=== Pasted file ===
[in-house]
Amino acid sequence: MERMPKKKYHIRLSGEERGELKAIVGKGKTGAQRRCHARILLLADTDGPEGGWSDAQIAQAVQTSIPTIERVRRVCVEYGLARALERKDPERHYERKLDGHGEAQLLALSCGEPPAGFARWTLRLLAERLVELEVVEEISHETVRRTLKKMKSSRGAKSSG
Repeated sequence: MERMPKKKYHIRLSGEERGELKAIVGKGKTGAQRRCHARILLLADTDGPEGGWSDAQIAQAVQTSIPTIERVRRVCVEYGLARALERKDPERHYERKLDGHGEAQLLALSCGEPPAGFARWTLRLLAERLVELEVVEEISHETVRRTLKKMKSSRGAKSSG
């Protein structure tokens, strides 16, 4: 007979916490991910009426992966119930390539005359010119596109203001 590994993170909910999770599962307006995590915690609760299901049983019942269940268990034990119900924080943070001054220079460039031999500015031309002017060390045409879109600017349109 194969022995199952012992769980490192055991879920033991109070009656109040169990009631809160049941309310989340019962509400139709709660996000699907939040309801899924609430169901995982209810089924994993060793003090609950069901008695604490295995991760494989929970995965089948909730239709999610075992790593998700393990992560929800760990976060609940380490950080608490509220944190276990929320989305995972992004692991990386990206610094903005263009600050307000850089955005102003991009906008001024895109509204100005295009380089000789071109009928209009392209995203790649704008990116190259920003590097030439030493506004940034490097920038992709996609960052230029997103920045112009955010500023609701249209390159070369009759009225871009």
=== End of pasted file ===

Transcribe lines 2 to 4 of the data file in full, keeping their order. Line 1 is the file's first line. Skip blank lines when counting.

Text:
Amino acid sequence: MERMPKKKYHIRLSGEERGELKAIVGKGKTGAQRRCHARILLLADTDGPEGGWSDAQIAQAVQTSIPTIERVRRVCVEYGLARALERKDPERHYERKLDGHGEAQLLALSCGEPPAGFARWTLRLLAERLVELEVVEEISHETVRRTLKKMKSSRGAKSSG
Repeated sequence: MERMPKKKYHIRLSGEERGELKAIVGKGKTGAQRRCHARILLLADTDGPEGGWSDAQIAQAVQTSIPTIERVRRVCVEYGLARALERKDPERHYERKLDGHGEAQLLALSCGEPPAGFARWTLRLLAERLVELEVVEEISHETVRRTLKKMKSSRGAKSSG
């Protein structure tokens, strides 16, 4: 007979916490991910009426992966119930390539005359010119596109203001 590994993170909910999770599962307006995590915690609760299901049983019942269940268990034990119900924080943070001054220079460039031999500015031309002017060390045409879109600017349109 194969022995199952012992769980490192055991879920033991109070009656109040169990009631809160049941309310989340019962509400139709709660996000699907939040309801899924609430169901995982209810089924994993060793003090609950069901008695604490295995991760494989929970995965089948909730239709999610075992790593998700393990992560929800760990976060609940380490950080608490509220944190276990929320989305995972992004692991990386990206610094903005263009600050307000850089955005102003991009906008001024895109509204100005295009380089000789071109009928209009392209995203790649704008990116190259920003590097030439030493506004940034490097920038992709996609960052230029997103920045112009955010500023609701249209390159070369009759009225871009």